Journal article

Xue L, Yamazaki H, Ren R, Wanunu M, Ivanov AP, Edel JBet al., 2020, Solid-state nanopore sensors (Sep, 10.1038/s41578-020-0229-6, 2020), NATURE REVIEWS MATERIALS, Vol: 5, Pages: 952-952, ISSN: 2058-8437

Journal article

Xue L, Yamazaki H, Ren R, Wanunu M, Ivanov AP, Edel JBet al., 2020, Solid-state nanopore sensors, Nature Reviews Materials, Vol: 5, Pages: 931-951, ISSN: 2058-8437

Nanopore-based sensors have established themselves as a prominent tool for solution-based, single-molecule analysis of the key building blocks of life, including nucleic acids, proteins, glycans and a large pool of biomolecules that have an essential role in life and healthcare. The predominant molecular readout method is based on measuring the temporal fluctuations in the ionic current through the pore. Recent advances in materials science and surface chemistries have not only enabled more robust and sensitive devices but also facilitated alternative detection modalities based on field-effect transistors, quantum tunnelling and optical methods such as fluorescence and plasmonic sensing. In this Review, we discuss recent advances in nanopore fabrication and sensing strategies that endow nanopores not only with sensitivity but also with selectivity and high throughput, and highlight some of the challenges that still need to be addressed.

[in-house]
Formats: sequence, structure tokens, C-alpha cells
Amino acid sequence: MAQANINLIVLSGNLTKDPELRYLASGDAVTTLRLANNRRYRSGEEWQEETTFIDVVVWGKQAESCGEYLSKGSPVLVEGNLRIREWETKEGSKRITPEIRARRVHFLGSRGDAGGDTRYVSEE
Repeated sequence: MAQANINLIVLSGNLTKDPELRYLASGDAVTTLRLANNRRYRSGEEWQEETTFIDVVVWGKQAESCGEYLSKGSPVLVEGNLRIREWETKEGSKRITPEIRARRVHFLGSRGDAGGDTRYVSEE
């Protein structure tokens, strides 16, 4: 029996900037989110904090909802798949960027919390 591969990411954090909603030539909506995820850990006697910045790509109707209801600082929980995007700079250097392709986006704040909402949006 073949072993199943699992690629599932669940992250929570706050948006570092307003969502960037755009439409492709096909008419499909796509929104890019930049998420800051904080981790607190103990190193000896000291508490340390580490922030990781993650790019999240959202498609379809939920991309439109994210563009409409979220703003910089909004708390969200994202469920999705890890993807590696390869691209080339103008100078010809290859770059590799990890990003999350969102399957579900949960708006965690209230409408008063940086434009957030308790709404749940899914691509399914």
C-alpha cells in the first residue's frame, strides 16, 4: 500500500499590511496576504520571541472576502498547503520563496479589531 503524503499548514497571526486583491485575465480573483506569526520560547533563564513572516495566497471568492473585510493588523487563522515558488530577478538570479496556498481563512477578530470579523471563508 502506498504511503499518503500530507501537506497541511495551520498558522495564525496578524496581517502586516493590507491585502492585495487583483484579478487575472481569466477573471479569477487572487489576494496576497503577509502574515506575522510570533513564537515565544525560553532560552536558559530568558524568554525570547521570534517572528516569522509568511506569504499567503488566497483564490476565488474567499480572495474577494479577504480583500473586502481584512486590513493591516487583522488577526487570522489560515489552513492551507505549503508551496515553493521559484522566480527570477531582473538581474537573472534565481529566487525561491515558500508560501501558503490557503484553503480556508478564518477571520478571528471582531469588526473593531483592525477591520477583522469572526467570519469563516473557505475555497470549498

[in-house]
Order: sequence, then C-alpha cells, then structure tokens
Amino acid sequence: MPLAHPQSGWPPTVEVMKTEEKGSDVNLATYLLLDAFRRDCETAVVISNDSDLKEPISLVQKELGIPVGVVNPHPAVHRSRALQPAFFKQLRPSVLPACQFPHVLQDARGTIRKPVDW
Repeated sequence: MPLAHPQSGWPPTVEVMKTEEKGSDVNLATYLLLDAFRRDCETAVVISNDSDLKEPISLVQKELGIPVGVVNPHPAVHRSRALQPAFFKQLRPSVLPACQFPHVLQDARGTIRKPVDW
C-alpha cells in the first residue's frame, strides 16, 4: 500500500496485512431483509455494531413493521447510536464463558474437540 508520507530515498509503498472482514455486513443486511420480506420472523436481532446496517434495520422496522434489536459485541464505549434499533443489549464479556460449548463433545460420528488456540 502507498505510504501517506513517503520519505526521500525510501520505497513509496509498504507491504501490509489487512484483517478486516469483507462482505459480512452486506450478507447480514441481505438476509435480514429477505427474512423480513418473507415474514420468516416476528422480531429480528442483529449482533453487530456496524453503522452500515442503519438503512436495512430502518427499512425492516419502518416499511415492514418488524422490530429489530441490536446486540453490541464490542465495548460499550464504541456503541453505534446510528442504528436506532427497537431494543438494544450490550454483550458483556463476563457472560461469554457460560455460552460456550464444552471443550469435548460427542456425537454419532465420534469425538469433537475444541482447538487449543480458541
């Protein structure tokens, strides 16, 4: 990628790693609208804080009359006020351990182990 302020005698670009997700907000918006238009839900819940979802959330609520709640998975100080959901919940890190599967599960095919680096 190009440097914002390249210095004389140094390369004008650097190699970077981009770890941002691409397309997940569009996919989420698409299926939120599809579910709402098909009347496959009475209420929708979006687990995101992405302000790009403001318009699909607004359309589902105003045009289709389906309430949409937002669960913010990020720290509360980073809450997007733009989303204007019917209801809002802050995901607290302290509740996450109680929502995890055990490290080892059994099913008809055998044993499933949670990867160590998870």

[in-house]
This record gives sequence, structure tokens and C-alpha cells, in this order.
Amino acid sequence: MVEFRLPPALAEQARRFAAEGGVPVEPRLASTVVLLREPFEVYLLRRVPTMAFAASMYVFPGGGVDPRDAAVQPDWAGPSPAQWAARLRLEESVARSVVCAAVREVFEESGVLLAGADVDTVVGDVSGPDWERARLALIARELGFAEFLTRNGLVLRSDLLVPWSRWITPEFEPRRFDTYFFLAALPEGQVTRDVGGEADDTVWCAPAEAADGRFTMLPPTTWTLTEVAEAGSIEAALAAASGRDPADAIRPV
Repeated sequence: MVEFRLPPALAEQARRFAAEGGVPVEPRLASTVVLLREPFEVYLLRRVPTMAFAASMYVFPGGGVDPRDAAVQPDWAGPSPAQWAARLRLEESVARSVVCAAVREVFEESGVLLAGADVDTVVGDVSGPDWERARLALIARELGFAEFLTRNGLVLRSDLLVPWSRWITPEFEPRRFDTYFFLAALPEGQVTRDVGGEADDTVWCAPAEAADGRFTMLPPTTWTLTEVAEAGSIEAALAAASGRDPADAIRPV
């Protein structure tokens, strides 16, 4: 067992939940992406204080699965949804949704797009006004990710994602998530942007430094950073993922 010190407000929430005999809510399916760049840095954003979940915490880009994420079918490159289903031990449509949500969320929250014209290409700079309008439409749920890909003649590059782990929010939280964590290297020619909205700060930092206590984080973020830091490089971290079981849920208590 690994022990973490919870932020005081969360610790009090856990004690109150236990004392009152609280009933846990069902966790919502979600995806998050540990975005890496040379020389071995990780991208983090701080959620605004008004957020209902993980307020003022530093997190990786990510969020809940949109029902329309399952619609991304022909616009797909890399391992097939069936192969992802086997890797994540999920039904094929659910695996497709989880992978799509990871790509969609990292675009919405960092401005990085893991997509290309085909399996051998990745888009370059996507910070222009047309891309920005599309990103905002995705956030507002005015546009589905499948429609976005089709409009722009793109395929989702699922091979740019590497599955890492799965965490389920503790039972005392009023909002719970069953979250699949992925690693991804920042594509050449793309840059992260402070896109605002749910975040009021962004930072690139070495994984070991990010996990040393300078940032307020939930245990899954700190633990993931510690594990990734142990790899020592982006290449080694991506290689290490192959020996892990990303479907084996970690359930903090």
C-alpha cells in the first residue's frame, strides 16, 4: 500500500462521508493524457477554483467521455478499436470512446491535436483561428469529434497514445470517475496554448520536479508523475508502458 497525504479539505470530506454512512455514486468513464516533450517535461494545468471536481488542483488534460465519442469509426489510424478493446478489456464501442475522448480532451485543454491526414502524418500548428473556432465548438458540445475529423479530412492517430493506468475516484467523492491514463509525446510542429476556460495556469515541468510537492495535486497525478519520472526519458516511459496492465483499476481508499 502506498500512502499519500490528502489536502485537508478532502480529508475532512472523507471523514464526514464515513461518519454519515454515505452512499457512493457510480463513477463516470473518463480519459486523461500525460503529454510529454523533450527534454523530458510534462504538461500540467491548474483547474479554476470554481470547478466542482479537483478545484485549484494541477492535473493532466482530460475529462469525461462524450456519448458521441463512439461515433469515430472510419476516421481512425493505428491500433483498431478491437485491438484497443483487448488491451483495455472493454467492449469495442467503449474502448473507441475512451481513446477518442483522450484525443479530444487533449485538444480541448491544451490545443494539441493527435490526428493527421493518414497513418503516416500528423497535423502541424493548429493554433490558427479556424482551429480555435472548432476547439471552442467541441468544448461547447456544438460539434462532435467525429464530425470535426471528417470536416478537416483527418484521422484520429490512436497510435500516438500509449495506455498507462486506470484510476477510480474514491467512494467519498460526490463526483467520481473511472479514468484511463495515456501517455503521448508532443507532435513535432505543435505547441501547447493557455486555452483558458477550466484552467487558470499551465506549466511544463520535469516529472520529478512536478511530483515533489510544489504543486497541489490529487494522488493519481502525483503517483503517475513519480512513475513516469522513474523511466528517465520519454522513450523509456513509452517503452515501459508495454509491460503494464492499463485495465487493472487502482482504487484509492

Journal article

Wang X, Wilkinson MD, Lin X, Ren R, Willison KR, Ivanov AP, Baum J, Edel JBet al., 2020, Correction: Single-molecule nanopore sensing of actin dynamics and drug binding, Chemical Science, Vol: 11, Pages: 8036-8038, ISSN: 2041-6520

Correction for ‘Single-molecule nanopore sensing of actin dynamics and drug binding’ by Xiaoyi Wang et al., Chem. Sci., 2020, 11, 970–979, DOI: 10.1039/C9SC05710B.

Journal article